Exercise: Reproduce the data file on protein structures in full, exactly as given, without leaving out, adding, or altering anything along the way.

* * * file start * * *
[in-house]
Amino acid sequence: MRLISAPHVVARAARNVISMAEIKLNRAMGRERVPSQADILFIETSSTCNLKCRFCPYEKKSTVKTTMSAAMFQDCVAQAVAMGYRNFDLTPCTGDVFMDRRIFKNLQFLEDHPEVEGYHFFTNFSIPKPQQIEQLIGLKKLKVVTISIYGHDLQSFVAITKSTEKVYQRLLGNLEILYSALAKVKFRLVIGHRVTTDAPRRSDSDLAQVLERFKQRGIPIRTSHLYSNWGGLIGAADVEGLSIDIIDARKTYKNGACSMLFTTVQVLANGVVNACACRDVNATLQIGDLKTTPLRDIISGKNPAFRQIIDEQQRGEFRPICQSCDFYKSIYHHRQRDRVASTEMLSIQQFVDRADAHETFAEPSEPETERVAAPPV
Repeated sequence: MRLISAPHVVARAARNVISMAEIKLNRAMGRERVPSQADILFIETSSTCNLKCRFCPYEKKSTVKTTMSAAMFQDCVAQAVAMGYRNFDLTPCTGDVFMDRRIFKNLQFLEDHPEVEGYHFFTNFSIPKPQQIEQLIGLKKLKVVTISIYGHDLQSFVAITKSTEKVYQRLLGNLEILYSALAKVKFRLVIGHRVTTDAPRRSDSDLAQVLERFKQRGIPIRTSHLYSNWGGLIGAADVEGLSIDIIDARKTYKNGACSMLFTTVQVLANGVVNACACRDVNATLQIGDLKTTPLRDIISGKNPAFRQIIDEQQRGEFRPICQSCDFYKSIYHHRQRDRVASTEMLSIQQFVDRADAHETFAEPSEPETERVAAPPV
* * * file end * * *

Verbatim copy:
[in-house]
Amino acid sequence: MRLISAPHVVARAARNVISMAEIKLNRAMGRERVPSQADILFIETSSTCNLKCRFCPYEKKSTVKTTMSAAMFQDCVAQAVAMGYRNFDLTPCTGDVFMDRRIFKNLQFLEDHPEVEGYHFFTNFSIPKPQQIEQLIGLKKLKVVTISIYGHDLQSFVAITKSTEKVYQRLLGNLEILYSALAKVKFRLVIGHRVTTDAPRRSDSDLAQVLERFKQRGIPIRTSHLYSNWGGLIGAADVEGLSIDIIDARKTYKNGACSMLFTTVQVLANGVVNACACRDVNATLQIGDLKTTPLRDIISGKNPAFRQIIDEQQRGEFRPICQSCDFYKSIYHHRQRDRVASTEMLSIQQFVDRADAHETFAEPSEPETERVAAPPV
Repeated sequence: MRLISAPHVVARAARNVISMAEIKLNRAMGRERVPSQADILFIETSSTCNLKCRFCPYEKKSTVKTTMSAAMFQDCVAQAVAMGYRNFDLTPCTGDVFMDRRIFKNLQFLEDHPEVEGYHFFTNFSIPKPQQIEQLIGLKKLKVVTISIYGHDLQSFVAITKSTEKVYQRLLGNLEILYSALAKVKFRLVIGHRVTTDAPRRSDSDLAQVLERFKQRGIPIRTSHLYSNWGGLIGAADVEGLSIDIIDARKTYKNGACSMLFTTVQVLANGVVNACACRDVNATLQIGDLKTTPLRDIISGKNPAFRQIIDEQQRGEFRPICQSCDFYKSIYHHRQRDRVASTEMLSIQQFVDRADAHETFAEPSEPETERVAAPPV